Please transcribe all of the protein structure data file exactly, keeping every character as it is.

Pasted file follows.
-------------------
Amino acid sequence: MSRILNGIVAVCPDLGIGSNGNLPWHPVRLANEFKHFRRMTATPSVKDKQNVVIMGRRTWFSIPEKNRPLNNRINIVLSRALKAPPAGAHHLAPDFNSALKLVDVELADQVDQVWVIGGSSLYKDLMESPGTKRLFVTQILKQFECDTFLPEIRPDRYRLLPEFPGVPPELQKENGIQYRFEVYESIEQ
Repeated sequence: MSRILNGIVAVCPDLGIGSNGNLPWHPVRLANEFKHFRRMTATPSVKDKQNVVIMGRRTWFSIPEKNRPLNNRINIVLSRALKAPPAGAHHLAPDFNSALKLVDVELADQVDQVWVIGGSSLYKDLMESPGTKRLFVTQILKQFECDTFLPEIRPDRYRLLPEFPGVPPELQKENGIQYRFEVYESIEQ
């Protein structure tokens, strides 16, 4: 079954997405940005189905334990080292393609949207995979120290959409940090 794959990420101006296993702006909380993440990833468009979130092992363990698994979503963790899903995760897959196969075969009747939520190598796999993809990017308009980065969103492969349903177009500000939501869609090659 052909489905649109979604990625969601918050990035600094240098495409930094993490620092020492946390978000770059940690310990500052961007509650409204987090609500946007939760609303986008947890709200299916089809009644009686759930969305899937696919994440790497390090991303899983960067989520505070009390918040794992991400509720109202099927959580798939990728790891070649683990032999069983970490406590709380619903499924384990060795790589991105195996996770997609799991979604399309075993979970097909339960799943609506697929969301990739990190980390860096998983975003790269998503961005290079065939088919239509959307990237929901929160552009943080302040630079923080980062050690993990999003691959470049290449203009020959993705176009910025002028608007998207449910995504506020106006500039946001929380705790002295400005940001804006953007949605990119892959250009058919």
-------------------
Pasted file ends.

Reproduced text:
Amino acid sequence: MSRILNGIVAVCPDLGIGSNGNLPWHPVRLANEFKHFRRMTATPSVKDKQNVVIMGRRTWFSIPEKNRPLNNRINIVLSRALKAPPAGAHHLAPDFNSALKLVDVELADQVDQVWVIGGSSLYKDLMESPGTKRLFVTQILKQFECDTFLPEIRPDRYRLLPEFPGVPPELQKENGIQYRFEVYESIEQ
Repeated sequence: MSRILNGIVAVCPDLGIGSNGNLPWHPVRLANEFKHFRRMTATPSVKDKQNVVIMGRRTWFSIPEKNRPLNNRINIVLSRALKAPPAGAHHLAPDFNSALKLVDVELADQVDQVWVIGGSSLYKDLMESPGTKRLFVTQILKQFECDTFLPEIRPDRYRLLPEFPGVPPELQKENGIQYRFEVYESIEQ
């Protein structure tokens, strides 16, 4: 079954997405940005189905334990080292393609949207995979120290959409940090 794959990420101006296993702006909380993440990833468009979130092992363990698994979503963790899903995760897959196969075969009747939520190598796999993809990017308009980065969103492969349903177009500000939501869609090659 052909489905649109979604990625969601918050990035600094240098495409930094993490620092020492946390978000770059940690310990500052961007509650409204987090609500946007939760609303986008947890709200299916089809009644009686759930969305899937696919994440790497390090991303899983960067989520505070009390918040794992991400509720109202099927959580798939990728790891070649683990032999069983970490406590709380619903499924384990060795790589991105195996996770997609799991979604399309075993979970097909339960799943609506697929969301990739990190980390860096998983975003790269998503961005290079065939088919239509959307990237929901929160552009943080302040630079923080980062050690993990999003691959470049290449203009020959993705176009910025002028608007998207449910995504506020106006500039946001929380705790002295400005940001804006953007949605990119892959250009058919």